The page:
The Perl Foundation has been officially accepted into the Google Summer of Code 2009 program as a mentor organization!Eric has done a ton of work for GSoC this year and last, and it's safe to say that the Perl involvement GSoC wouldn't be as great, in fact might not even exist, without Eric's work, so this is no knock on Eric. But this announcement has some huge failings, and it leaves questions in the mind of the reader who doesn't know what GSoC is. * What is Google Summer of Code? * Why is it interesting that TPF is a mentor organization? * Why do I care about it? * What's in it for me, the reader? * What is a student? * Why would a student want to join GSoC? * What is a mentor? * Why would someone want to be a mentor? In short, Eric wrote the announcement for the people who already know what GSoC is, and excluded the other 90% who don't. [Jonathan Leto's announcement](http://leto.net/dukeleto.pl/2009/03/tpf-accepted-to-google-summer-of-code-2009.html) has the same failings. It makes sense why Eric and Jonathan wrote they way they did. They've been busting their asses for weeks (months?) working to set things up. They've been working inside the echo chamber of other people that are involved in the project. The parts of the project in the forefront of their minds are the details like how to sign up and how to write a proposal. However, to someone unfamiliar, it's noise until he knows the overview. ## Get people to read your words Whether it's an announcement of your software, or a resume, or a posting in your blog, you have to give the reader a reason to read what you've written. When writing, we tend to focus on the details of the text, expecting that the reader will consume our every word. Problem is, people aren't like that. We skim. We read titles. If it's not interesting we move on. In [my book on job hunting](http://www.pragprog.com/titles/algh/land-the-tech-job-you-love), I hammer home the idea that without a compelling summary at the top of your resume, the reader is not going to spend much time digging the good stuff out of your bullet points at the bottom. It's the same rule with announcements about your software project. Next time you're going to announce something, show the announcement to someone who is not involved with the project, maybe a co-worker or your spouse. Ask him or her to explain what you're announcing. Try to understand how your article sounds to someone unfamiliar with it. Your project's success may rely on it.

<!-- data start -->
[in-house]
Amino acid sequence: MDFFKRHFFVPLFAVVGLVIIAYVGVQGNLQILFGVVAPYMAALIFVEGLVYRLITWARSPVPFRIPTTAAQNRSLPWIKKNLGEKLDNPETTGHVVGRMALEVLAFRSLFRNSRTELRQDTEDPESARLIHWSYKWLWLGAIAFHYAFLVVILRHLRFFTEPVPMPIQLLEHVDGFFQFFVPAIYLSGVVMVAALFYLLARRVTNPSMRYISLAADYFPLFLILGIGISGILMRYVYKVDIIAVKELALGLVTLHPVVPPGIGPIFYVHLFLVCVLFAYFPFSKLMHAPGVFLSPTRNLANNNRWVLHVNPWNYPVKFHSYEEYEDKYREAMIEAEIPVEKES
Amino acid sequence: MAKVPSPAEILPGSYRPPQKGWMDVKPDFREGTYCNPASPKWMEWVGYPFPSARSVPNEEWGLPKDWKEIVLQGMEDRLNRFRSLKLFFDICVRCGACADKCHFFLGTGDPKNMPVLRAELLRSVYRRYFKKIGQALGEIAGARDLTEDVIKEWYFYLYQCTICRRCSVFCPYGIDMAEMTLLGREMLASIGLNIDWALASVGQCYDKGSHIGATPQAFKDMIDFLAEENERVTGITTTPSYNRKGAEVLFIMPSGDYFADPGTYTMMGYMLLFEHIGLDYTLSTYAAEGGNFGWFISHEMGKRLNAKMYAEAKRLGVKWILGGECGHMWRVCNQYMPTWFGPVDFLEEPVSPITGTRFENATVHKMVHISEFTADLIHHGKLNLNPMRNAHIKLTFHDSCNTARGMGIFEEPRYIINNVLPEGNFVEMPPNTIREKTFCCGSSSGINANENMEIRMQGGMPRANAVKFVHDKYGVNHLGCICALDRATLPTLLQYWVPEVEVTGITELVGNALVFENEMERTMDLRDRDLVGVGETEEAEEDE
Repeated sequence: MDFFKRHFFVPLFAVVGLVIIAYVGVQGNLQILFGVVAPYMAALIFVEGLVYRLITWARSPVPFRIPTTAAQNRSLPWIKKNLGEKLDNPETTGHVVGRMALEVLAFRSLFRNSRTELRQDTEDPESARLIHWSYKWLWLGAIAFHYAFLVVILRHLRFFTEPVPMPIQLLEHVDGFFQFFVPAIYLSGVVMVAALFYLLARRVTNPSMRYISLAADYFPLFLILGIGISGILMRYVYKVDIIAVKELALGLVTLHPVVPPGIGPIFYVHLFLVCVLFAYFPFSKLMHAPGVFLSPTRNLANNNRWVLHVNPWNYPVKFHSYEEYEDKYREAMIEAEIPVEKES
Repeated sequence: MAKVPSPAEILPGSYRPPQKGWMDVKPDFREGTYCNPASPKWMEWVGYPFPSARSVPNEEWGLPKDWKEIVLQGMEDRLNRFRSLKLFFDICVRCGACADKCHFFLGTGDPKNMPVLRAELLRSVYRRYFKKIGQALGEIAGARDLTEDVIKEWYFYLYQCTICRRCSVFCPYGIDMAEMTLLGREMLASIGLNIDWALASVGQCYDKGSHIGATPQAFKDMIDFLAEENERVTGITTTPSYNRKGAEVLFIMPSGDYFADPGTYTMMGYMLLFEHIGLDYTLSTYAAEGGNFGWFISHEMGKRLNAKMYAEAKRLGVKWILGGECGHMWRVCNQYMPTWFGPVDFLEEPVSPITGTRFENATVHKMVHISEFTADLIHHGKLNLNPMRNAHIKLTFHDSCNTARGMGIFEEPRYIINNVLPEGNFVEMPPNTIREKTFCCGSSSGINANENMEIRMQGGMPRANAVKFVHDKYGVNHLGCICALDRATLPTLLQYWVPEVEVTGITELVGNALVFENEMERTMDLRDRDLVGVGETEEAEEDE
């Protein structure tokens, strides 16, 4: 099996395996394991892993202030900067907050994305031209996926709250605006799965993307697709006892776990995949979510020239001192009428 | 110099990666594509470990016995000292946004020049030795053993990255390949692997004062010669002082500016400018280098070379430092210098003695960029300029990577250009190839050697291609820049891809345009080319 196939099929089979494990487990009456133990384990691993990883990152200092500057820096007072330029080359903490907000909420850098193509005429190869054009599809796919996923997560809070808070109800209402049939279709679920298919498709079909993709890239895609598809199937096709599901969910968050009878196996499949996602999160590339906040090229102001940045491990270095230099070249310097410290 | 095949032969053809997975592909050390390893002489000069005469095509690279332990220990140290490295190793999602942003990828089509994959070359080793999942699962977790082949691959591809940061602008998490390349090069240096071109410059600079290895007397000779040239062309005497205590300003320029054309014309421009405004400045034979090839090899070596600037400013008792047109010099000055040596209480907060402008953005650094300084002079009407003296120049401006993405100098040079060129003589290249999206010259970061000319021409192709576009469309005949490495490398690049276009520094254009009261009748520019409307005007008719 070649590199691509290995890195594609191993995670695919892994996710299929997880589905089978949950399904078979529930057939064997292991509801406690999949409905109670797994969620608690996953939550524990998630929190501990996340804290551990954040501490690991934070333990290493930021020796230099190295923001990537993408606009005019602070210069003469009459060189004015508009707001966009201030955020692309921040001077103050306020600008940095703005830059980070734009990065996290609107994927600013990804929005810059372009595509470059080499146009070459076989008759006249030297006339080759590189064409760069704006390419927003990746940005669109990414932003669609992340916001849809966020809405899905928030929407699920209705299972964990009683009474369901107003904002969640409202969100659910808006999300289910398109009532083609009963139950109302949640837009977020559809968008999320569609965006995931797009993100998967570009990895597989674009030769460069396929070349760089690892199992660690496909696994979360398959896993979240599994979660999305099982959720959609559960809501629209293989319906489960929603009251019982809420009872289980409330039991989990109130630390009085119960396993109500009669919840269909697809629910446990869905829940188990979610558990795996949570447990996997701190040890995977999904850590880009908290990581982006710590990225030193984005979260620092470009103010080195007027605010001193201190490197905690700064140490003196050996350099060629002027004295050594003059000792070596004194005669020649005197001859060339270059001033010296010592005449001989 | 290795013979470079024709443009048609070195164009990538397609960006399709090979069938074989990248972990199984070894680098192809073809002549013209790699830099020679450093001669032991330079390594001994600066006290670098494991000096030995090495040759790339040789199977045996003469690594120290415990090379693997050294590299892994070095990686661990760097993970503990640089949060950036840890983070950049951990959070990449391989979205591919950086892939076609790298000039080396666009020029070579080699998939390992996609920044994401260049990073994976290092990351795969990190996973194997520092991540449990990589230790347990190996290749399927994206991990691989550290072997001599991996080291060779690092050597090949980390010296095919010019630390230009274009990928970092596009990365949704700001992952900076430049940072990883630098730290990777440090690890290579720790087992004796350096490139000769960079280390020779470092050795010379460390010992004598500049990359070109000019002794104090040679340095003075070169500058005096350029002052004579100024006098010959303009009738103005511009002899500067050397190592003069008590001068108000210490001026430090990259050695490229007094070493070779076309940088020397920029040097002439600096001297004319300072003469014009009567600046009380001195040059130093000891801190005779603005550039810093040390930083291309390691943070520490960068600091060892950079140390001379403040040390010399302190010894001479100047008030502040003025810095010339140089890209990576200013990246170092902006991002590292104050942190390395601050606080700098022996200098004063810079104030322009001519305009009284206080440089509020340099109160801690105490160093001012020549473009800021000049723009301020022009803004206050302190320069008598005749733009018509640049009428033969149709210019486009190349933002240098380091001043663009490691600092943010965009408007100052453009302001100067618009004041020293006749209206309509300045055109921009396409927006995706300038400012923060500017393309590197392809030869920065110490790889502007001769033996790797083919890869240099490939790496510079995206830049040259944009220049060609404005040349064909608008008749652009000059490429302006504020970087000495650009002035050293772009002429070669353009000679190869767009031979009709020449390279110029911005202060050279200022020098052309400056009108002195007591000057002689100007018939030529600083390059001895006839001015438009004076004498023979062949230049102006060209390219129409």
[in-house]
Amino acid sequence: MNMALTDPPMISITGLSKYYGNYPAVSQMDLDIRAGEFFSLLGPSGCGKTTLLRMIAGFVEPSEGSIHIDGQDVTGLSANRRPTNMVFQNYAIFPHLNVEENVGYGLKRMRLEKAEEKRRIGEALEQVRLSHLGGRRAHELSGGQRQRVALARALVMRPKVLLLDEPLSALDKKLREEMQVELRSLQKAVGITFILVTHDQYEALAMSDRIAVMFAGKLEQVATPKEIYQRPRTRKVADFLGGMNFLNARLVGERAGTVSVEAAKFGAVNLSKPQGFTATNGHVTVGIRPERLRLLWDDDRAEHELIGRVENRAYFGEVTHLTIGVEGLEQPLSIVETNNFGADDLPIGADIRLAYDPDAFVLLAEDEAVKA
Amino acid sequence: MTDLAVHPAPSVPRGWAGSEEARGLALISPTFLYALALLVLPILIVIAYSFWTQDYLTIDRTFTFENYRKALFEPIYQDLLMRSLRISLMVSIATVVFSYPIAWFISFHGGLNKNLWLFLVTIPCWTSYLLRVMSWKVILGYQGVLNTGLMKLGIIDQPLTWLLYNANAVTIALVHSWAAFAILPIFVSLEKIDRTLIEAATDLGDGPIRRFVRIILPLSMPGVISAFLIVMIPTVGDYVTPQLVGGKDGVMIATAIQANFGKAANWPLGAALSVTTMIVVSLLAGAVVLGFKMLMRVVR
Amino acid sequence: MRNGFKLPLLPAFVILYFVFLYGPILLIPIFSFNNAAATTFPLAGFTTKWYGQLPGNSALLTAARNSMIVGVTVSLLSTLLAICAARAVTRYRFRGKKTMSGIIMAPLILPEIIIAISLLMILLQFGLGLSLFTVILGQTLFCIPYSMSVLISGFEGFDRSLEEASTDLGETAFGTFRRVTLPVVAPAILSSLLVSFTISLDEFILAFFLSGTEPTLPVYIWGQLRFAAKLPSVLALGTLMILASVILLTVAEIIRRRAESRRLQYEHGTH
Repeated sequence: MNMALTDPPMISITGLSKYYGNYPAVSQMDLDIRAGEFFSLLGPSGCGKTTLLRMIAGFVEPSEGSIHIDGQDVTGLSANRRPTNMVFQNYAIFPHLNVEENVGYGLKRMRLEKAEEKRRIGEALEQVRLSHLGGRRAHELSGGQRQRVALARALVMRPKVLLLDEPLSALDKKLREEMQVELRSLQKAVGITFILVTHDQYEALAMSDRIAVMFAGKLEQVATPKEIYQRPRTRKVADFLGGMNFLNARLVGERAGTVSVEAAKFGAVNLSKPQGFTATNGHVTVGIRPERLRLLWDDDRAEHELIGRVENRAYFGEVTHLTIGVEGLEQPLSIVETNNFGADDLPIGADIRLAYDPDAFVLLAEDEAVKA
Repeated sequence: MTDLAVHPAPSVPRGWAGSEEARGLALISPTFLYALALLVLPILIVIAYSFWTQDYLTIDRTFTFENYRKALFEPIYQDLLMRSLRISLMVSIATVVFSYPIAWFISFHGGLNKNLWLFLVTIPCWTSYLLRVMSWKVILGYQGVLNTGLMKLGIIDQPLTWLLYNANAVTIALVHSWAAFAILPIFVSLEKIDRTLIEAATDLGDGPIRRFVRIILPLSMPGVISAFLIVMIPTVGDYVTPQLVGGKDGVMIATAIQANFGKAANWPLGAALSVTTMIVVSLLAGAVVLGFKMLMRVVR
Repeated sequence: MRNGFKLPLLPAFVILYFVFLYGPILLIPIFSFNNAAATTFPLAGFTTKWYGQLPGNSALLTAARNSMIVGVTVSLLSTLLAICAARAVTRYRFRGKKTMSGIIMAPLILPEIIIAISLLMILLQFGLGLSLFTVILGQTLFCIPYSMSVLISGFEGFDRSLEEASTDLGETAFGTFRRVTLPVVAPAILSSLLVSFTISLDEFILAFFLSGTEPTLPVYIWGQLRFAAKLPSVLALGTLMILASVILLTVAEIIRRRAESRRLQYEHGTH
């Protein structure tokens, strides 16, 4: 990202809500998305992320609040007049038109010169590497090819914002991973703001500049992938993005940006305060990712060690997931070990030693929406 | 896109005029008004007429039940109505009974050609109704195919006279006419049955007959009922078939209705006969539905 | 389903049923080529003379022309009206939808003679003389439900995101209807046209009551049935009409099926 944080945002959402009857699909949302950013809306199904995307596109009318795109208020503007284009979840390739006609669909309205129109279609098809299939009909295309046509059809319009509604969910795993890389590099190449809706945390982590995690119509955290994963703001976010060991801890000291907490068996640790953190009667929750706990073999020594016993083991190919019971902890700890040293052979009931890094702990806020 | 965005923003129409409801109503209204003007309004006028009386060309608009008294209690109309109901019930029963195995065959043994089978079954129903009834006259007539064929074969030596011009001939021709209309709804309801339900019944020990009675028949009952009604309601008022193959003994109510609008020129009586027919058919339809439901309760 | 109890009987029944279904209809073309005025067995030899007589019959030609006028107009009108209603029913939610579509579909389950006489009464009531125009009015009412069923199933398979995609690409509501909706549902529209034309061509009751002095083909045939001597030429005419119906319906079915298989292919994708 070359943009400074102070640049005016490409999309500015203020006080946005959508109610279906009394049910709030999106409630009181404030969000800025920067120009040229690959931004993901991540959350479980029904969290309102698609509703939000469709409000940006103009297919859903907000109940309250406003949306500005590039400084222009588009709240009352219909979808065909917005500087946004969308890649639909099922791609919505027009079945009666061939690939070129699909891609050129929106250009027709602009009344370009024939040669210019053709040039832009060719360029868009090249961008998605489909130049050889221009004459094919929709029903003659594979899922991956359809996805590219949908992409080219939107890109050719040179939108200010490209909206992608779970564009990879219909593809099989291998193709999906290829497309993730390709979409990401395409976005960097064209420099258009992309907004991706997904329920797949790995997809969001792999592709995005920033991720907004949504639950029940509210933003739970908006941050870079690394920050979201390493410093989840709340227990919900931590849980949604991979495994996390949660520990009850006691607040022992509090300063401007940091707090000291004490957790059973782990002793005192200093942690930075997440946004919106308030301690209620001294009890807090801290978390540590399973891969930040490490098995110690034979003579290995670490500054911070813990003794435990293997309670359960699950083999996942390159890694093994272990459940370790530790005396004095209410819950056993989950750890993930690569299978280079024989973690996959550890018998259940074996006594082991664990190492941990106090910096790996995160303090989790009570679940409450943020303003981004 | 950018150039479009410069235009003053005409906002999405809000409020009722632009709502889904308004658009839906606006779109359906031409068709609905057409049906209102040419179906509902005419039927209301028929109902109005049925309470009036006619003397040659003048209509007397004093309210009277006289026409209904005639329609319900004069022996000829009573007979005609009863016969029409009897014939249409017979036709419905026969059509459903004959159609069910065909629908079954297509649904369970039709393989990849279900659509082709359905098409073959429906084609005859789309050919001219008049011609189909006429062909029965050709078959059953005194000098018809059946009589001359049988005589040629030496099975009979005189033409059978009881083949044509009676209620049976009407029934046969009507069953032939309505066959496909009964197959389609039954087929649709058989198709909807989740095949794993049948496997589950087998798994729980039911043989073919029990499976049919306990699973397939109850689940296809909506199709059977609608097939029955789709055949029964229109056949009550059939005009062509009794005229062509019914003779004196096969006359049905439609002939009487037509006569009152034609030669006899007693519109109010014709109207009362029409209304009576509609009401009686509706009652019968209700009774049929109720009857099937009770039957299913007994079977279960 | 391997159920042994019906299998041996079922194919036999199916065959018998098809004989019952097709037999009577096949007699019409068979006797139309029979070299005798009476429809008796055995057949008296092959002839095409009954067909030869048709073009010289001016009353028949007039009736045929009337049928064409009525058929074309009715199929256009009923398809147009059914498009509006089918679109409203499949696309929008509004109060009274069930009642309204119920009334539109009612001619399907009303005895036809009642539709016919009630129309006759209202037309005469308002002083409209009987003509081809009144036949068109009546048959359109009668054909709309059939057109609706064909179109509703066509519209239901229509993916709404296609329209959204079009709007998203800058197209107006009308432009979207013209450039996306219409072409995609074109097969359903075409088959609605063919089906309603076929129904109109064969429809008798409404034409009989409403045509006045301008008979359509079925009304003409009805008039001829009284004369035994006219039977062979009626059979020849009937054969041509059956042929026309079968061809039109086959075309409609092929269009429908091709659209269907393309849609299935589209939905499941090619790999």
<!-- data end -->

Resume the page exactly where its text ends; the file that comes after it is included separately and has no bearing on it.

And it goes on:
Hopefully some of you have identified some potential students already. Now we need your help getting them to submit their proposals.
The student application period begins Monday, March 23rd and runs through April 3rd. (Students note: you can edit your proposal throughout that 11-day period -- getting it started early and talking to potential mentors greatly increases your chances vs throwing it over the wall at the deadline.) See this page for details:
Interested students and potential mentors, please read the GSoC info on the Perl wiki:
If you're interested in mentoring or have a good project suggestion, now is the time to get your info up on the wiki so students will know about your code and where to find you.
In my job as editor of Perlbuzz, I get email all the time asking me to run announcements about all sorts of Perl-related things. They're usually announcements of a new release of some module, or something about an upcoming conference. And usually I don't run them, because they violate the first rule of announcing something: An announcement that says "PerlWhacker v1.5.3 has been released" **is not interesting** to anyone but a small handful of people. The most important part of being interesting is that your announcement has to have an angle. ## Without an angle, there is no reason for the reader to read past the headline The angle is the part of the story that says "This is why this is interesting to you, the reader." There has to be a reason that a story is interesting, not simply a recitation of facts. There has to be a hook, a reason for the potential reader to see a headline, or maybe the first paragraph, and say "Huh, I'd like to read that." Here are some examples. * **Bad**: "Devel::NYTProf version 2.04 got released, here's the change log." **No angle**, very boring, unlikely the reader will pay any attention to the story, if she even clicks it in her feed reader. * **OK**: "Devel::NYTProf v2.04 got released, and it now uses 90% less disk space by using the Zlib compression library." **Sort of interesting**, because the reader can say "Huh, that sounds like a cool hack. Still, what's the effect on the reader? * **Good**: "Devel::NYTProf v2.04 got released, and it uses 90% less disk space, because Nicholas Clark was trying to run NYTProf on the entire Perl test suite and ran out of disk space, and he worked with Tim Bunce on a patch." **That's an angle** because it tells a story that the reader can relate to. * **Great**: "Devel::NYTProf v2.04, and it uses less space, because Nicholas Clark was running the Perl test suite against it, and here's a link to the findings from that research." **Bingo**! ## Assume that the reader knows nothing about what you're announcing. Finally, you must assume that the reader doesn't know what you're talking about. Most of the announcements I see are announcing to a small group of people who are aware of what is being announced, simply notifying that group that something has happened, excluding the readers not yet in the know. I'm going to pick on the announcements for Summer of Code, both because they're excellent examples of how to exclude readers, and because I want the GSoC to succeed wildly. That's why I took the time to [revamp the announcement](http://perlbuzz.com/2009/03/get-paid-for-working-on-perl-projects-in-google-summer-of-code-2009.html) when I ran it last night. The original announcement that Eric Wilhelm ran is this: